Medicare and VA Benefits

You can use your Veterans Affairs (VA) health care benefits along with Medicare. Enrolling in Medicare will not affect your VA benefits. If you have VA benefits, you are not required to enroll in Medicare when you turn 65, but the VA recommends Medicare enrollment to cover non-VA medical expenses.

Do You Need Medicare If You Have VA Benefits?

Having both VA benefits and Medicare increases your options for where and how you receive health care services.

VA benefits only cover health care you receive at a VA medical center, other VA location or a VA-approved facility. If you go to a non-VA authorized facility, Medicare may pay for health care you receive there.

Did You Know?
The U.S. Department of Veterans Affairs encourages veterans with VA benefits to sign up for Medicare as soon as they are eligible. Enrolling in Medicare will not affect your VA benefits. But having both increases your health care options and reduces your risk of unexpected health care expenses in the future.

You may also lose your VA benefits if Congress fails to provide enough money to pay for them in the future, according to the Department of Veterans Affairs website.

If you delay enrolling in Medicare and lose your VA coverage, you will have to pay a Medicare late enrollment penalty when you do sign up. The penalty for Medicare Part B medical insurance gets larger each year you delay and you’ll have to pay the larger fee for the rest of your life.

How Do VA Benefits Work with Medicare?

Medicare and VA benefits seldom work together. This is a major reason the VA recommends that veterans enroll in Original Medicare even if they have VA benefits.

In most cases, VA benefits and Medicare can’t pay for the same services. The VA pays for VA-authorized health care services or items while Medicare pays for Medicare-approved health care. You generally have to choose which to use.

There is no coordination of benefits between the two health care programs.

In some cases though, the VA can authorize health care services in a non-VA hospital. If the VA did not authorize all the medical care you received while there, Medicare may step in to pay for Medicare-approved services you received.

You may still have to pay for health care services that neither the VA nor Medicare cover.

Prescription Drug Coverage Through VA Benefits or Medicare Part D

If you have both VA and Medicare Part D prescription drug coverage, you have the option of using either to pay for your prescriptions.

VA drug coverage is usually less expensive than a Medicare Part D plan. As long as you have VA drug coverage, you can put off buying a Medicare Part D prescription drug plan without having to pay a penalty.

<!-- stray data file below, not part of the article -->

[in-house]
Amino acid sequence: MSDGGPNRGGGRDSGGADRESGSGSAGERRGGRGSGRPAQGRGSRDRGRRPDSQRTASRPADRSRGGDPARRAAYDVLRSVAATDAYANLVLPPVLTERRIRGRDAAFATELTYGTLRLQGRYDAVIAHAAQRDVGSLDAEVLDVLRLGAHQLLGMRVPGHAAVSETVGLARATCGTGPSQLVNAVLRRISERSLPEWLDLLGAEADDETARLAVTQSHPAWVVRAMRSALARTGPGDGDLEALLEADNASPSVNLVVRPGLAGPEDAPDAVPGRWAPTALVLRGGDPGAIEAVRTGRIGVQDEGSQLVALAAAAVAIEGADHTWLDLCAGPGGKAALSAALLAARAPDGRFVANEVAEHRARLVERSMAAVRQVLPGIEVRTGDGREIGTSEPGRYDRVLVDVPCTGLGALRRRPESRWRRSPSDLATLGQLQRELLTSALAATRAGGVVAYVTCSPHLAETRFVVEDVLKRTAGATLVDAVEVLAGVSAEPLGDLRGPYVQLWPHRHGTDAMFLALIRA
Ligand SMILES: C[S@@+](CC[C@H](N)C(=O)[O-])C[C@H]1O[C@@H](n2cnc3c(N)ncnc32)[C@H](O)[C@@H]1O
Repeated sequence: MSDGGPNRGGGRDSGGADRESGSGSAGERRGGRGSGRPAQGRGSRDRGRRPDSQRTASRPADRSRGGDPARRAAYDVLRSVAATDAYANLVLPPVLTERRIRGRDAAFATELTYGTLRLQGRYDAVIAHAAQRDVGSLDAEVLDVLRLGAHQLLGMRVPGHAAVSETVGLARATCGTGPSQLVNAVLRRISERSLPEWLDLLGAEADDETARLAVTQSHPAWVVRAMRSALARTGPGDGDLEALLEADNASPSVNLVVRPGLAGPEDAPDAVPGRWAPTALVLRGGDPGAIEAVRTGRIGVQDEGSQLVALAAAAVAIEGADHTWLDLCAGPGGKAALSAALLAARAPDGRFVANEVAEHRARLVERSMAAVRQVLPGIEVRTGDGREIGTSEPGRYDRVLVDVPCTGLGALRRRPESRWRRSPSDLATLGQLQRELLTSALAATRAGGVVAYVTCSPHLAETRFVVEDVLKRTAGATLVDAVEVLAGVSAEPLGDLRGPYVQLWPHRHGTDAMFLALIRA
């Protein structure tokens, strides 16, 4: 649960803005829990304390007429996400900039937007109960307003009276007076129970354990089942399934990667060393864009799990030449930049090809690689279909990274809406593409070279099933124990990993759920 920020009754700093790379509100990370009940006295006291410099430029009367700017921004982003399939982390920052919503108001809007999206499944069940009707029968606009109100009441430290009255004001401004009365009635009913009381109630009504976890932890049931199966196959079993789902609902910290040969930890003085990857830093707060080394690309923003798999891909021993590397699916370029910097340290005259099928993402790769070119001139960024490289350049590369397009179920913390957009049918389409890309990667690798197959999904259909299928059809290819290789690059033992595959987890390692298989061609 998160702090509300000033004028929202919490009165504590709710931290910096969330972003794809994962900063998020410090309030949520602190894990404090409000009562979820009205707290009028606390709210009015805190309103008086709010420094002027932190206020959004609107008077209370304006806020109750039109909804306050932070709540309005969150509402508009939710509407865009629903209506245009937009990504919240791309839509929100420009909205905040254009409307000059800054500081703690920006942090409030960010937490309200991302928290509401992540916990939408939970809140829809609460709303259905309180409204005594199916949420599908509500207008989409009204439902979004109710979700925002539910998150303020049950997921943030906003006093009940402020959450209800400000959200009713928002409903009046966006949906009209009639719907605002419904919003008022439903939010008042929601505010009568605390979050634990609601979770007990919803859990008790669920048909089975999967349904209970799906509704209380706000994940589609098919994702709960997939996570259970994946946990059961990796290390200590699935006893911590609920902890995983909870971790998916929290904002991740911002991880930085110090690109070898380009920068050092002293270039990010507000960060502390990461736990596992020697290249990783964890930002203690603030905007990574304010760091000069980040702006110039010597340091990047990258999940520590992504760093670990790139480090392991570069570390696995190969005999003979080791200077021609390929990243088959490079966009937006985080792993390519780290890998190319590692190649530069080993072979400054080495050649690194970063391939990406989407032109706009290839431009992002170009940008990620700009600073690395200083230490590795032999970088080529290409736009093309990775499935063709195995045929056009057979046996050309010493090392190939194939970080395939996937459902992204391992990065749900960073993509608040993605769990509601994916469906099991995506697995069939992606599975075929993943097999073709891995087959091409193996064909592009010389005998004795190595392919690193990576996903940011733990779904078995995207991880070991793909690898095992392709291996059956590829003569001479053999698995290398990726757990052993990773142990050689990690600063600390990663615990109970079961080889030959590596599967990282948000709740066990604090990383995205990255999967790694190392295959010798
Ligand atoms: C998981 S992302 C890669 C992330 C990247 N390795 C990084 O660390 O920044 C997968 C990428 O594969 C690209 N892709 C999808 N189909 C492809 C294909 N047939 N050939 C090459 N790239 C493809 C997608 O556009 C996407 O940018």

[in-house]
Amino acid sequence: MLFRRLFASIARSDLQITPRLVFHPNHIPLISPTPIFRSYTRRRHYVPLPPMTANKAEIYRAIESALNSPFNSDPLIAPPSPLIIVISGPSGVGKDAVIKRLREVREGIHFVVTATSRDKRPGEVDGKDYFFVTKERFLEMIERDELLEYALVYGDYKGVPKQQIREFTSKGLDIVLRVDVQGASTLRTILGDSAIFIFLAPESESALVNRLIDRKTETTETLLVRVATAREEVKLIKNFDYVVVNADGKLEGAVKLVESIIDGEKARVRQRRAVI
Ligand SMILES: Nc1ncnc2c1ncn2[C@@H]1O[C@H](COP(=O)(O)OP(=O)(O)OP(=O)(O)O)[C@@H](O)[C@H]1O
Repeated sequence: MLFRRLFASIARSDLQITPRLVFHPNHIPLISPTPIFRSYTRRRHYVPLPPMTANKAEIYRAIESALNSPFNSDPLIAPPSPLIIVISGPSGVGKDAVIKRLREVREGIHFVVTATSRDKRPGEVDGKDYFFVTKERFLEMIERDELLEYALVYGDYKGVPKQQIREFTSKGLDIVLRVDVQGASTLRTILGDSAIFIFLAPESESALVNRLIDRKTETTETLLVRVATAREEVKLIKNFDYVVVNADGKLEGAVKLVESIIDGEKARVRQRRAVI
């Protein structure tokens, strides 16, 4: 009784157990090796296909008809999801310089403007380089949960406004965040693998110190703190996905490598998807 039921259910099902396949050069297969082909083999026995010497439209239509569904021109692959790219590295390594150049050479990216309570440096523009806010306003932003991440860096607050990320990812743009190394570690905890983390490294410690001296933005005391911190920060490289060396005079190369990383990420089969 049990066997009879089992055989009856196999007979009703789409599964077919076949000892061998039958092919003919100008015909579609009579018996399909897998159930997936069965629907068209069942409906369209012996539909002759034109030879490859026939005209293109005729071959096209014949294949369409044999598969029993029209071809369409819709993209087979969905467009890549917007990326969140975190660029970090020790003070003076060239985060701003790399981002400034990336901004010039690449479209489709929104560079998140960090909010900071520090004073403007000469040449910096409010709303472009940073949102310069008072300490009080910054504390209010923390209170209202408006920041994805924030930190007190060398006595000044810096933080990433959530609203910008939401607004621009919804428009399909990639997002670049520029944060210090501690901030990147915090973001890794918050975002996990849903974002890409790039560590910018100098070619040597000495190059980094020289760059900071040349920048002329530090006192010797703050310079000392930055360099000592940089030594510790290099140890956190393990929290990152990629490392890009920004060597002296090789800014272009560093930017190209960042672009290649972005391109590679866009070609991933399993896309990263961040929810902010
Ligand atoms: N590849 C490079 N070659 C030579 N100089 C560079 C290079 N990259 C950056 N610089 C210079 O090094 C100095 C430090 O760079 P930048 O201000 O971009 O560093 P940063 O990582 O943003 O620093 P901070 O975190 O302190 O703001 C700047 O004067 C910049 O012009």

Things for Veterans to Consider About Medicare Part D Drug Coverage
  • If you use your VA prescription drug coverage, you have to use the VA’s mail-order pharmacy.
  • By going through Medicare Part D, you can get prescriptions from non-VA doctors and have them filled at your local retail pharmacy.
  • Medicare Part D may also pay for medications that the VA doesn’t cover.
  • If you ever lose VA coverage, you have two months to sign up for Medicare Part D before the late enrollment penalty kicks in.

If you have Original Medicare you may be able to find a Medicare Part D prescription drug plan with low or no monthly premiums.

Using Medigap or Medicare Advantage and VA Benefits

Medicare supplement insurance plans — also called Medigap — and Medicare Advantage plans are sold by private insurers that contract with Medicare.

Medigap plans can cover out of pocket expenses if you have Original Medicare.

When Veterans Should Consider a Medigap Plan
  • You are enrolled in Original Medicare and have out-of-pocket expenses.
  • You are enrolled in a lower priority VA group — and could lose benefits in the future.
  • You don’t live near a VA hospital or other VA facility.
  • You want to use local, non-VA hospitals.

Medicare Advantage plans offer an alternative to having both Medicare Part A and Part B.

Medicare Part A covers hospital costs and Part B covers doctor visits and other medical costs. Medicare Advantage plans cover everything Original Medicare covers, but may have extra benefits such as vision, hearing and dental coverage.

It’s important to remember that you cannot have both a Medigap and Medicare Advantage plan. You have to choose one or the other.

Last Modified: October 23, 2020

11 Cited Research Articles

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